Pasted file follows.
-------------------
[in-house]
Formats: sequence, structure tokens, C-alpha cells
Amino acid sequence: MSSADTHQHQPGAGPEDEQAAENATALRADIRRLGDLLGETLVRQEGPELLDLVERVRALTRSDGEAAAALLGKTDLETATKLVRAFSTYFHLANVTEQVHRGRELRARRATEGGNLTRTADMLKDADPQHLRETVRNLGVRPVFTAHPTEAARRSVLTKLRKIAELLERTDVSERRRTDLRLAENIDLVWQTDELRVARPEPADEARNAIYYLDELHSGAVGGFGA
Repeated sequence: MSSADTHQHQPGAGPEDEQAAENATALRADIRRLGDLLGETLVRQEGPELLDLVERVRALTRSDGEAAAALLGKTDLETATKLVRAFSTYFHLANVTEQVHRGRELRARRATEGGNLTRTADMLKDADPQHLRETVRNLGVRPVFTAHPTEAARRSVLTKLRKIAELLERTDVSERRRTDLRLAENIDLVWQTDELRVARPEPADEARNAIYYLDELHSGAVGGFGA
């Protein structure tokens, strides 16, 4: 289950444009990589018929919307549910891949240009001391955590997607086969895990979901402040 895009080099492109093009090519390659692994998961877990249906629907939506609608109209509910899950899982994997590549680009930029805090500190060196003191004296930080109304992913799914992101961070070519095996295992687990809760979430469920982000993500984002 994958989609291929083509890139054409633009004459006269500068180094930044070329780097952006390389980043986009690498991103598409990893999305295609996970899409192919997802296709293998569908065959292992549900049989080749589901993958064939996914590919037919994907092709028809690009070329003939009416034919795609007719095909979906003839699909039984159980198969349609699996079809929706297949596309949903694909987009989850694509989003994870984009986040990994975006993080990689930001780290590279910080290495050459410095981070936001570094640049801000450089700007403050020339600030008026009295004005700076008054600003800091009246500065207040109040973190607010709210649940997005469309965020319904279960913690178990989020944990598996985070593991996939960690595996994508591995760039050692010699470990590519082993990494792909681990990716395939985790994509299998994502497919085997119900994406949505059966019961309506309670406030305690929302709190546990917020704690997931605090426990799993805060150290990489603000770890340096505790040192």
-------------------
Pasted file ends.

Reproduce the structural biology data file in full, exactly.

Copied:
[in-house]
Formats: sequence, structure tokens, C-alpha cells
Amino acid sequence: MSSADTHQHQPGAGPEDEQAAENATALRADIRRLGDLLGETLVRQEGPELLDLVERVRALTRSDGEAAAALLGKTDLETATKLVRAFSTYFHLANVTEQVHRGRELRARRATEGGNLTRTADMLKDADPQHLRETVRNLGVRPVFTAHPTEAARRSVLTKLRKIAELLERTDVSERRRTDLRLAENIDLVWQTDELRVARPEPADEARNAIYYLDELHSGAVGGFGA
Repeated sequence: MSSADTHQHQPGAGPEDEQAAENATALRADIRRLGDLLGETLVRQEGPELLDLVERVRALTRSDGEAAAALLGKTDLETATKLVRAFSTYFHLANVTEQVHRGRELRARRATEGGNLTRTADMLKDADPQHLRETVRNLGVRPVFTAHPTEAARRSVLTKLRKIAELLERTDVSERRRTDLRLAENIDLVWQTDELRVARPEPADEARNAIYYLDELHSGAVGGFGA
């Protein structure tokens, strides 16, 4: 289950444009990589018929919307549910891949240009001391955590997607086969895990979901402040 895009080099492109093009090519390659692994998961877990249906629907939506609608109209509910899950899982994997590549680009930029805090500190060196003191004296930080109304992913799914992101961070070519095996295992687990809760979430469920982000993500984002 994958989609291929083509890139054409633009004459006269500068180094930044070329780097952006390389980043986009690498991103598409990893999305295609996970899409192919997802296709293998569908065959292992549900049989080749589901993958064939996914590919037919994907092709028809690009070329003939009416034919795609007719095909979906003839699909039984159980198969349609699996079809929706297949596309949903694909987009989850694509989003994870984009986040990994975006993080990689930001780290590279910080290495050459410095981070936001570094640049801000450089700007403050020339600030008026009295004005700076008054600003800091009246500065207040109040973190607010709210649940997005469309965020319904279960913690178990989020944990598996985070593991996939960690595996994508591995760039050692010699470990590519082993990494792909681990990716395939985790994509299998994502497919085997119900994406949505059966019961309506309670406030305690929302709190546990917020704690997931605090426990799993805060150290990489603000770890340096505790040192």